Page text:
Friday, December 19, 2014

The Great Latke Incident of 2014



recipe and image: epicurious.com

My son had to do a big project for his cultural party. First, he had to pick a country. I slightly manipulated him into picking Israel, because we are half-Jewish and it's the only foreign country where he has real cousins residing.  I told him that we would make latkes. He had never eaten a latke, and to be honest, I haven't eaten a latke since I was around nine, and I've never cooked them. Still, I enthusiastically filled out the form and sent it back to his teacher.

Then the world came crashing down around our ears. A beloved classmate died unexpectedly. The whole family got the flu. Big Pants missed school for a week. Suddenly, the project was due and we had one night to do it, plus make the latkes. This entailed creating a banner, a flag, and ornament all of which had to contain researched facts. It wasn't that much work, really, but it was a pile of stuff to do. I knew I wasn't going to have time or energy to make latkes for twenty. 

I asked two "real" Jewish friends (not half, like me) if there was some sort of cheat I could use. Like perhaps frozen hash browns or something. They both denied all knowledge of any such half-assed latke making technique. 

I got potatoes, which Big Pants happily peeled.  I went out and bought a grater. I held the potato and slid it across the grater, and realized this was more work, time, effort, energy, than I was capable of. This was going to take FOREVER.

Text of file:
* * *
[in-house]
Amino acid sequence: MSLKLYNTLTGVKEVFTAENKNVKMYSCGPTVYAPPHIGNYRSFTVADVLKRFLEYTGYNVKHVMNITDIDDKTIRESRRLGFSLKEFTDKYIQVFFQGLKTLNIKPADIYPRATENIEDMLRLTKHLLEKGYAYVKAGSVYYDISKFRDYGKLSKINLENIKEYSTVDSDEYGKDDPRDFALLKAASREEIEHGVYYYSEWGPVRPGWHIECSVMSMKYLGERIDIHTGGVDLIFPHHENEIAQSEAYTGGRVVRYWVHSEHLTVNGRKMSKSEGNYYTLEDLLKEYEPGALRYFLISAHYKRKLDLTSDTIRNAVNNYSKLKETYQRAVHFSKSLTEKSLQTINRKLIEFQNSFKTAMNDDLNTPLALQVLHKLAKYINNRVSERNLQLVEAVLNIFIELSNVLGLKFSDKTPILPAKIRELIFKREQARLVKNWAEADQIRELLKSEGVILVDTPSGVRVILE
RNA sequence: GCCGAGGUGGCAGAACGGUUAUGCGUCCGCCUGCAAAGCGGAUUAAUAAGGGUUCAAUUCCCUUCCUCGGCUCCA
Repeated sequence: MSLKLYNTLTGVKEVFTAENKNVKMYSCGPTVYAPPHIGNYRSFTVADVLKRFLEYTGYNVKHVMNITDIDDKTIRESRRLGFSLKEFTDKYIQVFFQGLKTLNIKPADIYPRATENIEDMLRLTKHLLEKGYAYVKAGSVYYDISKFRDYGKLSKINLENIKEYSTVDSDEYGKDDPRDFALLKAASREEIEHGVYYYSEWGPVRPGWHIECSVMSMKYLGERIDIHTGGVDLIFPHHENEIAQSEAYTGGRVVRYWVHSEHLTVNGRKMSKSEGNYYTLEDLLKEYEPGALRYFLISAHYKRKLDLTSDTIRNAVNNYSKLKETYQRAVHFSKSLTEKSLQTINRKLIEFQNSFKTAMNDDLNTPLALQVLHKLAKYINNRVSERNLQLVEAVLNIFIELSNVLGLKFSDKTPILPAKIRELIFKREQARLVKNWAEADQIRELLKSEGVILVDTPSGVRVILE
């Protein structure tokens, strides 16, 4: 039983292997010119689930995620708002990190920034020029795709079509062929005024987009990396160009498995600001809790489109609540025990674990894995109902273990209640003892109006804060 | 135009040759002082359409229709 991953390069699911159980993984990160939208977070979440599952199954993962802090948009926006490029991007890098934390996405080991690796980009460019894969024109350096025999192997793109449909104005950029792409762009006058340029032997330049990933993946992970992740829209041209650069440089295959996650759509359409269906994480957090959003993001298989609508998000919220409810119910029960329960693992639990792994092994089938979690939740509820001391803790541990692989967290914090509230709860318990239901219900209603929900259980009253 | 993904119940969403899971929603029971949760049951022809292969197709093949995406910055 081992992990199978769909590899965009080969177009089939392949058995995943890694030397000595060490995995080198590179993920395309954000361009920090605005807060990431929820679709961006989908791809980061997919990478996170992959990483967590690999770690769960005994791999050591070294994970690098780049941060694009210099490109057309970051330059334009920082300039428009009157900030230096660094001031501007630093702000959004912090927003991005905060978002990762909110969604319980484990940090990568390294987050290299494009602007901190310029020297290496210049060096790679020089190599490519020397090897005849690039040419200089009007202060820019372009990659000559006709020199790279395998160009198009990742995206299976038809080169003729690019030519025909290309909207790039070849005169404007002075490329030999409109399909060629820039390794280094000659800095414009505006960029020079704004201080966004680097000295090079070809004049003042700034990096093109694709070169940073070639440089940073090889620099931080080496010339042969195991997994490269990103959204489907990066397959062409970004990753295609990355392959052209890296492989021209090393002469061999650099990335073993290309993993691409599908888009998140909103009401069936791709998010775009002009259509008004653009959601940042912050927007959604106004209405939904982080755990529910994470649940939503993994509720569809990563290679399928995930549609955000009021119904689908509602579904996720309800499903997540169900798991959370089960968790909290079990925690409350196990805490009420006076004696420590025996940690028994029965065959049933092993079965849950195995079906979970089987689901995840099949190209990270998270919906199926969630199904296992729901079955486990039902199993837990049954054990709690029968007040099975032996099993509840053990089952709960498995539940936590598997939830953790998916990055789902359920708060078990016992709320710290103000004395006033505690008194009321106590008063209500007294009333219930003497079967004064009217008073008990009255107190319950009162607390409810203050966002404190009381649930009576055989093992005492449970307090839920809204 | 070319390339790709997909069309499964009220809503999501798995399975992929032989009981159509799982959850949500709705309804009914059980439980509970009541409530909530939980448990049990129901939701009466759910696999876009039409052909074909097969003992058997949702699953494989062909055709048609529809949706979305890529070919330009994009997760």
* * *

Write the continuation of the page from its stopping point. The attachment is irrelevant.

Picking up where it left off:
My S.O. wandered into the kitchen, innocently thinking he could refill his coffee cup and escape again, but when he saw my slumped shoulders he stepped up to the plate. He taught Big Pants to grate, and that boy grated all the potatoes and chopped all the onions -- the two of them laughing over the grunt work. All I had to do was fry 'em up in a pan. 

I fried, and was unsure if I was creating something at all successful. Big Pants held up the recipe with glee, "Mama, it looks just like the picture!"  Success!

It turned out that this latke cooking event that I had dreaded for days saved us.  It was the first time that laughter and smiles were sustained for a long period of time. It was like we were all normal again.  We even succeeded at making an edible product that every one liked except Tiny Pants, who refused to try them. 

I always understood the idea of "food is love" to mean, "since I love you, I will cook for you."  I never really understood that making food together can be love.  That everyone chopping and slicing and laughing together in a hot kitchen is an experience we all really needed, much more than we needed latkes.

Turns out, they sell Latkes frozen at  Trader Joe's, but I'm glad I didn't know that at the time.  I wouldn't trade last night for all the perfect easily reheated latkes in the world.

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